Bilingualism boosts the brain at all ages
Learning a 2nd language pays off for more than communication
Learning a second language benefits the brain in ways that can pay off later in life, suggests a deepening field of research that specializes in the relationship between bilingualism and cognition.
Mounting evidence suggests that learning more than one language benefits the aging brain.
In one large Scottish test, researchers discovered archival data on 835 native speakers of English who were born in Edinburgh in 1936. The participants had been given an intelligence test at age 11 as part of standard British educational policy and many were retested in their early 70s.
Those who spoke two or more languages had significantly better cognitive abilities on certain tasks compared with what would be expected from their IQ test scores at age 11, Dr. Thomas Bak of the Centre for Cognitive Aging and Cognitive Epidemiology at the University of Edinburgh reported in the journal Annals of Neurology.
"Our results suggest a protective effect of bilingualism against age-related cognitive decline," independently of IQ, Bak and his co-authors concluded.
Roots of bilingualism research in Canada
It was a watershed study in 1962 by Elizabeth Peal and Wallace Lambert at McGill University in Montreal that turned conventional thinking on bilingualism on its head and set the rationale for French immersion in Canada.
Psychologists at York University in Toronto have also been studying the effect of bilingualism on the brain across the lifespan, including dementia. They’ve learned how people who speak a second language outperform those with just one on tasks that tap executive function such as attention, selection and inhibition. Those are the high-level cognitive processes we use to multitask as we drive on the highway and juggle remembering the exit and monitoring our speed without getting distracted by billboards.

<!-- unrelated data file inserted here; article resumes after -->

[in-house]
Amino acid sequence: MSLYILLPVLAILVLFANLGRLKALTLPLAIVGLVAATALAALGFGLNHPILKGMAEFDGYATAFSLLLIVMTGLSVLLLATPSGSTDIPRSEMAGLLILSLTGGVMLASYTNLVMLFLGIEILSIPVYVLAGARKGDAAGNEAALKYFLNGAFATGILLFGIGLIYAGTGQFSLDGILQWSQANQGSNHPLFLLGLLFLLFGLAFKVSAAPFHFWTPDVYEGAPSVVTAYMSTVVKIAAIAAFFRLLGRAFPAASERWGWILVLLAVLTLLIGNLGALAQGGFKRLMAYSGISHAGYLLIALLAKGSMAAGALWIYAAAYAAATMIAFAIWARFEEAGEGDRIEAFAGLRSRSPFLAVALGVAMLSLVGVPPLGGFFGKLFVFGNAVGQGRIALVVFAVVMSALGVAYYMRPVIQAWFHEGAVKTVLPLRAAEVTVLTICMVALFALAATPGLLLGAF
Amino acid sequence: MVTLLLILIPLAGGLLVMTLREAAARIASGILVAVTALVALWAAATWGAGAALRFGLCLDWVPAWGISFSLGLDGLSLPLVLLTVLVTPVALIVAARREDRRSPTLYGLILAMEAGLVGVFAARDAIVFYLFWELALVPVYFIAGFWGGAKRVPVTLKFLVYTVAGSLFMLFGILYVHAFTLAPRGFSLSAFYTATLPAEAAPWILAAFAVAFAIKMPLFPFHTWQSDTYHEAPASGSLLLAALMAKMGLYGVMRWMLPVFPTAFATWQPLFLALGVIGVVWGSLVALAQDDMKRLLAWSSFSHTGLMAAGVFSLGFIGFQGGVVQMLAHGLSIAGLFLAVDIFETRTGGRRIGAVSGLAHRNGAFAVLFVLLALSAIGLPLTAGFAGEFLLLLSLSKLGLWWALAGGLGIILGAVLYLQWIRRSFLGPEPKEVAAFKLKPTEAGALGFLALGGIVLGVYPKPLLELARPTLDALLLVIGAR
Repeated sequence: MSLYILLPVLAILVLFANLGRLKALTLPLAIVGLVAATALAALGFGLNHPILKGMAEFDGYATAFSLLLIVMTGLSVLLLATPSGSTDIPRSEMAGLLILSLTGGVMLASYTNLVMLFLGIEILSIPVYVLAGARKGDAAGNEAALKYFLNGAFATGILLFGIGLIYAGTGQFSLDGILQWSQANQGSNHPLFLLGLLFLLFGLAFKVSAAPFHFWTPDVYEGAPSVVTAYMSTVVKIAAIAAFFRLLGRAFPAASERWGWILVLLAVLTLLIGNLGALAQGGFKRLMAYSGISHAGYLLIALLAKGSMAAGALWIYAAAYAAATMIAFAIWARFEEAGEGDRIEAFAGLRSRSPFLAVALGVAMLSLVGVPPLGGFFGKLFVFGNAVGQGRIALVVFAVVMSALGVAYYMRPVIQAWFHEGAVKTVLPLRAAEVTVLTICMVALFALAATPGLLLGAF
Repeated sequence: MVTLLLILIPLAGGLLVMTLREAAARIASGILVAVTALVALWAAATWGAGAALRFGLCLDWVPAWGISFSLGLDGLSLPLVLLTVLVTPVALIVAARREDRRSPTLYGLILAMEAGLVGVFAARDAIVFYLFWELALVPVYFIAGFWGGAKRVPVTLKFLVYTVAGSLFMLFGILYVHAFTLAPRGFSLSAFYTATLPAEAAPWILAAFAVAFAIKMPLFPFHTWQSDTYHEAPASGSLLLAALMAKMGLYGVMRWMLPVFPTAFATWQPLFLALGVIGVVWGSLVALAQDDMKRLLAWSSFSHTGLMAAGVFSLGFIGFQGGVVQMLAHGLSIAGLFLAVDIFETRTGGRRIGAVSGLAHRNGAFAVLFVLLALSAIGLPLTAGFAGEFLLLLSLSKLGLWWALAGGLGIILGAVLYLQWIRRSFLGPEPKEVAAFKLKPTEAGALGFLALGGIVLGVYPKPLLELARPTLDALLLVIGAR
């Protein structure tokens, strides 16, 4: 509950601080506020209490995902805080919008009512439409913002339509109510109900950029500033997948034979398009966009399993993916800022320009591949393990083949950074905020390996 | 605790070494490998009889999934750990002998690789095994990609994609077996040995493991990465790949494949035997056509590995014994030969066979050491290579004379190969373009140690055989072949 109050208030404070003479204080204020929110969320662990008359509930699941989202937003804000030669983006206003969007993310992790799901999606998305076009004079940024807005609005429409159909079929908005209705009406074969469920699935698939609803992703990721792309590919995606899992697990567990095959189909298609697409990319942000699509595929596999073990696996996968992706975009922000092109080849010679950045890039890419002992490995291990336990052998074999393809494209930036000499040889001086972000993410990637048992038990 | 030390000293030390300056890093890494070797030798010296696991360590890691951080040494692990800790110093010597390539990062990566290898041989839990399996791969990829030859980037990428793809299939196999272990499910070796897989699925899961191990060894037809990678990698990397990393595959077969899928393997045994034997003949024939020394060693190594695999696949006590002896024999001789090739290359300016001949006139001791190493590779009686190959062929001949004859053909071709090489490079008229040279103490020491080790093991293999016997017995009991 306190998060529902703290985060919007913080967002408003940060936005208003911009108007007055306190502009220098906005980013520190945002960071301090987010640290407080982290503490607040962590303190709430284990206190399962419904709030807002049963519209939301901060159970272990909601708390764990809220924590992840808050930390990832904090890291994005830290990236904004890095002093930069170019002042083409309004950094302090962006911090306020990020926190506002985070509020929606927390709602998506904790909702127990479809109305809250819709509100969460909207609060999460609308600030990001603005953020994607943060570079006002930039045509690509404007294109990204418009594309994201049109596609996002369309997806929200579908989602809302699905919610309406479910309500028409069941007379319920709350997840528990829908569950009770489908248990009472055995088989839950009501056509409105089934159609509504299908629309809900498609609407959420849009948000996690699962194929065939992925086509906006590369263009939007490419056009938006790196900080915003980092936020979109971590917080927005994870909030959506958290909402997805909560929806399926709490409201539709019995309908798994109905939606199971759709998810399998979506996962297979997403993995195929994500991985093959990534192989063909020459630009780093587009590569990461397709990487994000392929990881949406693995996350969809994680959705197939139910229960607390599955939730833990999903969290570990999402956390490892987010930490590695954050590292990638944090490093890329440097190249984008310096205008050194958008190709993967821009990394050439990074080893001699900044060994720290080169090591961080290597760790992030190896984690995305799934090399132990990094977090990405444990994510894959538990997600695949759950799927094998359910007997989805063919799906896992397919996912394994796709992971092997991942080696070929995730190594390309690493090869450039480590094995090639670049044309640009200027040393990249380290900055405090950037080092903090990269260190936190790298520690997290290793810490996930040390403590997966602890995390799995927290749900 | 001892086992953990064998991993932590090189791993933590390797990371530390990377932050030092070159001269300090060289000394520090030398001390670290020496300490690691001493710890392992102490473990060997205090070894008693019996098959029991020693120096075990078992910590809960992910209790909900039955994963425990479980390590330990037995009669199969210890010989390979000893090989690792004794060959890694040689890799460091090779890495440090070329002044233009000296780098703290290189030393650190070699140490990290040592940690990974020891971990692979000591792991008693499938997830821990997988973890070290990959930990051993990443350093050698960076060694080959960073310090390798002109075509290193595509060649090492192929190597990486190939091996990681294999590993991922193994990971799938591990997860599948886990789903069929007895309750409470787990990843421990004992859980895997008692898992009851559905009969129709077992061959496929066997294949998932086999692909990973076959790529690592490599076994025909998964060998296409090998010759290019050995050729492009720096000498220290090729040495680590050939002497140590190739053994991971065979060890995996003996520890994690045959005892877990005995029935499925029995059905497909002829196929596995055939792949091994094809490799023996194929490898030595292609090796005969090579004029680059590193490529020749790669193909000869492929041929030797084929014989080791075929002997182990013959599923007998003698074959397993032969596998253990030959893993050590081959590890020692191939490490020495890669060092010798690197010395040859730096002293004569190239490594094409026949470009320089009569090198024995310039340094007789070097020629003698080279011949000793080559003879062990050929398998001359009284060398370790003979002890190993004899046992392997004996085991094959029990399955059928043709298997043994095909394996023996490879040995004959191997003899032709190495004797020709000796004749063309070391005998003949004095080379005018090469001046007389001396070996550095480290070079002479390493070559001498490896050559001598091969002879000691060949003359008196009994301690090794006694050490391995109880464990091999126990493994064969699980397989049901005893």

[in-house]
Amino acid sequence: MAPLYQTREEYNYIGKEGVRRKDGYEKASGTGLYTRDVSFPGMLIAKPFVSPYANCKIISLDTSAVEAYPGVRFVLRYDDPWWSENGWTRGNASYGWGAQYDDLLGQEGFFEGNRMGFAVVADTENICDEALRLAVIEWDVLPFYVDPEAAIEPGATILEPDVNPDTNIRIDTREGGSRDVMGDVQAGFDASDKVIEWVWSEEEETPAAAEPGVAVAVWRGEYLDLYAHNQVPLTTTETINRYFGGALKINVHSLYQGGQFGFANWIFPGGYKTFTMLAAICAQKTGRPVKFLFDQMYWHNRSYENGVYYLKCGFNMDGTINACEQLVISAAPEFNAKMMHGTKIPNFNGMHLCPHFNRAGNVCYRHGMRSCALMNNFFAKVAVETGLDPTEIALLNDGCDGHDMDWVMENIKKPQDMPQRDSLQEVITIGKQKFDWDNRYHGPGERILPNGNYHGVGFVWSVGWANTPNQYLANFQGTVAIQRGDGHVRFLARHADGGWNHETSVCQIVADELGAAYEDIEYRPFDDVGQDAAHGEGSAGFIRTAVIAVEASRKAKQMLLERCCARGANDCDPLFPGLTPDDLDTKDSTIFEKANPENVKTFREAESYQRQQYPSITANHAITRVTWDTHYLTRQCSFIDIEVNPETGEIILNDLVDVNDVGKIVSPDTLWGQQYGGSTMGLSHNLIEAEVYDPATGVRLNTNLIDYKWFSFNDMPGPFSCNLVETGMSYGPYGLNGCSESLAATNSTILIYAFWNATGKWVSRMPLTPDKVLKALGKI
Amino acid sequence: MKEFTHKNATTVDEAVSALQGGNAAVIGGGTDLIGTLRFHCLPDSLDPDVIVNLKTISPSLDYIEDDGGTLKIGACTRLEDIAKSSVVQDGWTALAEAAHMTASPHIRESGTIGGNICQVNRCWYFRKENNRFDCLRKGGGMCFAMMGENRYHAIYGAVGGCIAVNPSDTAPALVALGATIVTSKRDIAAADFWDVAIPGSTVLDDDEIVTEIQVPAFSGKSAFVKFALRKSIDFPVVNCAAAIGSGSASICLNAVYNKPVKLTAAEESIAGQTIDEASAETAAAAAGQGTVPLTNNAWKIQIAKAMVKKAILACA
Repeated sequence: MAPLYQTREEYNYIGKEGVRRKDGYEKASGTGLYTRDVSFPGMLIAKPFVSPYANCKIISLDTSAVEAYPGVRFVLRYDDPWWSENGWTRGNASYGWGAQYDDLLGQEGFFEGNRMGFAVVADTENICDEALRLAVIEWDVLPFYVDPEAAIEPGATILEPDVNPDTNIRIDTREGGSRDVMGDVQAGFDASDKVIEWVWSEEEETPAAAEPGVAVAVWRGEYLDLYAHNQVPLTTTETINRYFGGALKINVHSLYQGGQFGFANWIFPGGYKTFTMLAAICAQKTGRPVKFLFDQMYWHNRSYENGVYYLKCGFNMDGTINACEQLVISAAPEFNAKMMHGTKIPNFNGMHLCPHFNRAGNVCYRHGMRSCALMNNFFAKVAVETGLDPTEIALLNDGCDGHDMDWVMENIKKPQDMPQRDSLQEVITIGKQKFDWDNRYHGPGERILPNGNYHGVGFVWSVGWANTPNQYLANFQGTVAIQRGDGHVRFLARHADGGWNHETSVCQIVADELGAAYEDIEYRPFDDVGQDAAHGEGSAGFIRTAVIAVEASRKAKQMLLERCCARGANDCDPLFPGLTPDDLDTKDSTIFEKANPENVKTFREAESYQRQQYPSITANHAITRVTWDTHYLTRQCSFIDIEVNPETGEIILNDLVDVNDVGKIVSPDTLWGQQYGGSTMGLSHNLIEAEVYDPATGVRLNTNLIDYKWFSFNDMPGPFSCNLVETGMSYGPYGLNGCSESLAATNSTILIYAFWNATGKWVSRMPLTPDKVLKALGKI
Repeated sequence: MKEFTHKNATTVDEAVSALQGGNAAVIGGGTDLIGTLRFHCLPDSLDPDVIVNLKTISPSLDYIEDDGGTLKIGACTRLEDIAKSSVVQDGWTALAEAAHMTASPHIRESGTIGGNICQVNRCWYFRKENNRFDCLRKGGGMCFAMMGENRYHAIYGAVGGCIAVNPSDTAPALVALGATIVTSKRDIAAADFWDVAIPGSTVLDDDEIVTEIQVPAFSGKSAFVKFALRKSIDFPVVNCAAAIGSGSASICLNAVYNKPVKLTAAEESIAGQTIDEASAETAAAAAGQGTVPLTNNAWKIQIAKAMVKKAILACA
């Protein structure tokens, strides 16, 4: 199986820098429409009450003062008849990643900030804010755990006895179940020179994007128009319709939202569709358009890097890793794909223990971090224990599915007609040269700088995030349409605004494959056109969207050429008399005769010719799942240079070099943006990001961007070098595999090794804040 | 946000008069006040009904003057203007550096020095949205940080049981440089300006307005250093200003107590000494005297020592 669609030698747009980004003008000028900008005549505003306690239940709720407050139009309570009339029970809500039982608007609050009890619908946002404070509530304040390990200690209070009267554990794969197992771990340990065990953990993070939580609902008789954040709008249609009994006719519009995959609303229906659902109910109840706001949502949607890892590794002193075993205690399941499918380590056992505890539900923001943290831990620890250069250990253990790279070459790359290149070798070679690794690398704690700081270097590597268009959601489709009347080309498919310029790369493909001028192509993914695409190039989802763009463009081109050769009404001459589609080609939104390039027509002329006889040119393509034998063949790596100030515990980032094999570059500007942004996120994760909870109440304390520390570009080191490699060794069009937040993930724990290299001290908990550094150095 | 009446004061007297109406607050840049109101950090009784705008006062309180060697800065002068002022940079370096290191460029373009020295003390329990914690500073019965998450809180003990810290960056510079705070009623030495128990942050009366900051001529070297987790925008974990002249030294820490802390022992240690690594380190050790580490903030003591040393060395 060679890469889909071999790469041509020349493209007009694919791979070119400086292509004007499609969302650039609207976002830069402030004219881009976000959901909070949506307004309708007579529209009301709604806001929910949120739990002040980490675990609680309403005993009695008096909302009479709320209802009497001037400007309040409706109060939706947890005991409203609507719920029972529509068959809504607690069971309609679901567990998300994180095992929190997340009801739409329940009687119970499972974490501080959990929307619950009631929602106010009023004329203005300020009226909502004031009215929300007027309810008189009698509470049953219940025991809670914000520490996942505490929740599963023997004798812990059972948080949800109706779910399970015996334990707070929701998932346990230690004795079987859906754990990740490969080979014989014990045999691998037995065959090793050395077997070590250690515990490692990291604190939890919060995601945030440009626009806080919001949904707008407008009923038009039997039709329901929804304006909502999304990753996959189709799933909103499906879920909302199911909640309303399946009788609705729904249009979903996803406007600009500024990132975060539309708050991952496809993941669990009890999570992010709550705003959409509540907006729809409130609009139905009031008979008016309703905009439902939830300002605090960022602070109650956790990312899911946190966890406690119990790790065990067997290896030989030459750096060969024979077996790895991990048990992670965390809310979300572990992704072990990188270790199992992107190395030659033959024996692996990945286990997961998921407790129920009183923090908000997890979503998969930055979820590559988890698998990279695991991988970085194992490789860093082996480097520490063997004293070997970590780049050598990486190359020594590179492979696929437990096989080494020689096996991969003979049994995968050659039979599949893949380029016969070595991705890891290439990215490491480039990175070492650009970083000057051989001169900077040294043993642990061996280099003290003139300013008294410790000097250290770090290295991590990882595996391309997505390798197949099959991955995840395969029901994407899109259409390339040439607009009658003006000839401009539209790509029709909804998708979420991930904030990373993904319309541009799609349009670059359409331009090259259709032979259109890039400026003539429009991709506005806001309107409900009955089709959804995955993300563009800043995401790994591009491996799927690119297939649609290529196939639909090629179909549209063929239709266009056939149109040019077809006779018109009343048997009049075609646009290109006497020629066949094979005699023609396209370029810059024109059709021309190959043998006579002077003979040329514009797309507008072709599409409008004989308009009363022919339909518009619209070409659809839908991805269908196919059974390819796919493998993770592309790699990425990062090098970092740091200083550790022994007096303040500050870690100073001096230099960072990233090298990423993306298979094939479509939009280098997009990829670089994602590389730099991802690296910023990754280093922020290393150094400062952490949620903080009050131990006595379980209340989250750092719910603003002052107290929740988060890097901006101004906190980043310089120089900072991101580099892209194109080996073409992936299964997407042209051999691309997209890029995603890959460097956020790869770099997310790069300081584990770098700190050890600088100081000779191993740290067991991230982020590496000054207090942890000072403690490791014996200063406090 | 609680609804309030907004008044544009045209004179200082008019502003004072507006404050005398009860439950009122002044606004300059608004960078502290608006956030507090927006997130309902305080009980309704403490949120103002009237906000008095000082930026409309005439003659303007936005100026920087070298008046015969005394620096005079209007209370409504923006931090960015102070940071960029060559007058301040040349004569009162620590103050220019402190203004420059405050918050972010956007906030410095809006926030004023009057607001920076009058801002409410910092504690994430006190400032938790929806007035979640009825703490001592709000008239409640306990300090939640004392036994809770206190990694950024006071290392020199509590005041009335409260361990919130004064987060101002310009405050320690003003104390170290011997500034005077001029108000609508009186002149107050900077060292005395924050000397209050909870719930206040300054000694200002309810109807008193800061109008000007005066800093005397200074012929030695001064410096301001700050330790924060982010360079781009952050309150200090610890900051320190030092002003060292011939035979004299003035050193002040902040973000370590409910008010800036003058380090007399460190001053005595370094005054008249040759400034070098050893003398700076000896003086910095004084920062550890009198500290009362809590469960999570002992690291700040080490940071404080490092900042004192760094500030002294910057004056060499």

For the brain, the combination of those tasks is complex and taxes the energy resources, said Ellen Bialystok, who runs a cognitive research lab at York. She first observed how bilingual children perform better in the 1980s.
"What a bilingual always has to do is draw attention to the right language, and keep that other active language out of the way. Now the system that selects, inhibits, and switches is the executive function system. That means that every time a bilingual opens their mouth, they're using their executive function system. It's getting practised, it's getting fortified, and it's becoming more efficient," Bialystok said.
Aside from the social and cultural benefits of bilingualism, there’s also a payoff later in life as memory begins to fail in everyone. Those who are bilingual build up networks in the brain’s frontal system. Located behind the forehead, the system is the last to develop in childhood and the first to decline in the final stage of our lives, Bialystok said.
While bilingualism has more benefits the earlier and more intensely it's practised, it is never too late to learn, a finding borne out in the Scottish study. Bilingualism is good for the brain and it’s the cheapest way to build it up, she said.
The Mazor family of Montreal sees the benefits of bilingualism across three generations.
"Kids' brains are like a sponge," said father Ben Mazor, who speaks English, French and Hebrew. "They absorb everything and it comes to them so easy while they're young. So why not give them the privilege of learning another language that might as well benefit them in the future."
Mother Natalie Mazor, who also speaks Arabic, said she’s not concerned that her daughter Ori, 6, and sons Azi, 4, and Tal, 2, will be confused by the constant switches in language at home. All three children understand Hebrew, but will sometimes answer in English.
"It's just the dynamics of our home and it's the way that we're brought up. It's very important for their future," she said.
With files from CBC's Marijka Hurko